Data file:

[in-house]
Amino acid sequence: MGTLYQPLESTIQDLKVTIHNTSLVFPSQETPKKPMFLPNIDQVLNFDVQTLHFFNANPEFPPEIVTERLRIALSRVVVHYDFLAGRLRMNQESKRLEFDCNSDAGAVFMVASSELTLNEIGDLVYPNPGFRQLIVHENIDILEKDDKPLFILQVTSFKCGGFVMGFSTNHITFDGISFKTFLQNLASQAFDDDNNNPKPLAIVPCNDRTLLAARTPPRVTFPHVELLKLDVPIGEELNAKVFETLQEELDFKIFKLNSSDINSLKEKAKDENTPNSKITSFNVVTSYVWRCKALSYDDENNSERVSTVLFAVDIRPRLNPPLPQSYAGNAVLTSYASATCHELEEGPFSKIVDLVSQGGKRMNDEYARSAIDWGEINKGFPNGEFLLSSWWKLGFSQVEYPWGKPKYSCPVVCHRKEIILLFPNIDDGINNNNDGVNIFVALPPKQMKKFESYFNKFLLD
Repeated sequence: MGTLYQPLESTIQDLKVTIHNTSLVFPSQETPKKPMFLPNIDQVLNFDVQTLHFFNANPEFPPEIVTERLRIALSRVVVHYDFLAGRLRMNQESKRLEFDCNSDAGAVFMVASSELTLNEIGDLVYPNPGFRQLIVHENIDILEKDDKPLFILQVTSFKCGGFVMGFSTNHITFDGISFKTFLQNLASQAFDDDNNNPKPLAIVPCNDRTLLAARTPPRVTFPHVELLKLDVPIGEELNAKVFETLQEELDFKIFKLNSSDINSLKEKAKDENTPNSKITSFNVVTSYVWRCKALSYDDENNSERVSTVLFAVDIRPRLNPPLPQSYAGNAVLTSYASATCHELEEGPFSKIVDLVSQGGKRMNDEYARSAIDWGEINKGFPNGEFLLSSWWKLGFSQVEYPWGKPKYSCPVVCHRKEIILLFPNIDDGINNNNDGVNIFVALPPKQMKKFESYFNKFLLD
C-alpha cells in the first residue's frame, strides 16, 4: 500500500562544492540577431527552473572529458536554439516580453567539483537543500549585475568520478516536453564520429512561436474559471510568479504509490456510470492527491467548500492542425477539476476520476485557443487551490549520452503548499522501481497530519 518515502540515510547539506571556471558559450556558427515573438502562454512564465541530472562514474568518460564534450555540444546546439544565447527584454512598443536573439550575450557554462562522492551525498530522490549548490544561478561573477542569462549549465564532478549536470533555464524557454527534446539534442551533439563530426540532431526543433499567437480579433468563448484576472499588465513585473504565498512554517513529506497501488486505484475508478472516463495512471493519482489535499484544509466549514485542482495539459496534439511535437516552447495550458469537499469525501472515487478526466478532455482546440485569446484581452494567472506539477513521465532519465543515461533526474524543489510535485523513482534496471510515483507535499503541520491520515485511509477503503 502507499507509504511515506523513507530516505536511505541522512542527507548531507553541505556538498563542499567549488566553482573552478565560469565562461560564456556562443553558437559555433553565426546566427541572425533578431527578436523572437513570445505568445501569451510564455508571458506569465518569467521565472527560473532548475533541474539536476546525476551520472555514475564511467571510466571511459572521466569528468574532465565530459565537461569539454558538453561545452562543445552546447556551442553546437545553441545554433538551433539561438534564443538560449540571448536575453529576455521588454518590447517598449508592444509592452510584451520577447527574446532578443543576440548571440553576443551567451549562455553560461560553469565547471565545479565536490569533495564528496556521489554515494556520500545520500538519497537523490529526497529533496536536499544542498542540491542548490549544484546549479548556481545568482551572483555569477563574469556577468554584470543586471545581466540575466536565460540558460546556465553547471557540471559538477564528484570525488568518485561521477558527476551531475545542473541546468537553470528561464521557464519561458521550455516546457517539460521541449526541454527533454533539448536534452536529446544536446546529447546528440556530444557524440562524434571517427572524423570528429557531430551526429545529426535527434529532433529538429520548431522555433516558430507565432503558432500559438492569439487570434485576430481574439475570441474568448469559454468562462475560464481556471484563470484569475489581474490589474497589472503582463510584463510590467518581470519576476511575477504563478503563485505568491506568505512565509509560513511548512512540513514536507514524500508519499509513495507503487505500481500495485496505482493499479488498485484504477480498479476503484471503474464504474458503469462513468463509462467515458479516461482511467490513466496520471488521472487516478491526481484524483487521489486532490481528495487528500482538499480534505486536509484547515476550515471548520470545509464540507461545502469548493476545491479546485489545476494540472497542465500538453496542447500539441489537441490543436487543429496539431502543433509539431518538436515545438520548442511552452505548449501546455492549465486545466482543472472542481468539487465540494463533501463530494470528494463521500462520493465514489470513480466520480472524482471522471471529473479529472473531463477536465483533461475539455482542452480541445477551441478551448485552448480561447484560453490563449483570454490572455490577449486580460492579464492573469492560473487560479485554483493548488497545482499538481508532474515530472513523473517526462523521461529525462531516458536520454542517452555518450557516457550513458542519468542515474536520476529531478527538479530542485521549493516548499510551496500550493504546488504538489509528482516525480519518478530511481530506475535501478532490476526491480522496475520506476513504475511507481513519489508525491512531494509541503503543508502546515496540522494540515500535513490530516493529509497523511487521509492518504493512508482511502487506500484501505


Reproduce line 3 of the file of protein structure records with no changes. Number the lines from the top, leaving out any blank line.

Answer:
Repeated sequence: MGTLYQPLESTIQDLKVTIHNTSLVFPSQETPKKPMFLPNIDQVLNFDVQTLHFFNANPEFPPEIVTERLRIALSRVVVHYDFLAGRLRMNQESKRLEFDCNSDAGAVFMVASSELTLNEIGDLVYPNPGFRQLIVHENIDILEKDDKPLFILQVTSFKCGGFVMGFSTNHITFDGISFKTFLQNLASQAFDDDNNNPKPLAIVPCNDRTLLAARTPPRVTFPHVELLKLDVPIGEELNAKVFETLQEELDFKIFKLNSSDINSLKEKAKDENTPNSKITSFNVVTSYVWRCKALSYDDENNSERVSTVLFAVDIRPRLNPPLPQSYAGNAVLTSYASATCHELEEGPFSKIVDLVSQGGKRMNDEYARSAIDWGEINKGFPNGEFLLSSWWKLGFSQVEYPWGKPKYSCPVVCHRKEIILLFPNIDDGINNNNDGVNIFVALPPKQMKKFESYFNKFLLD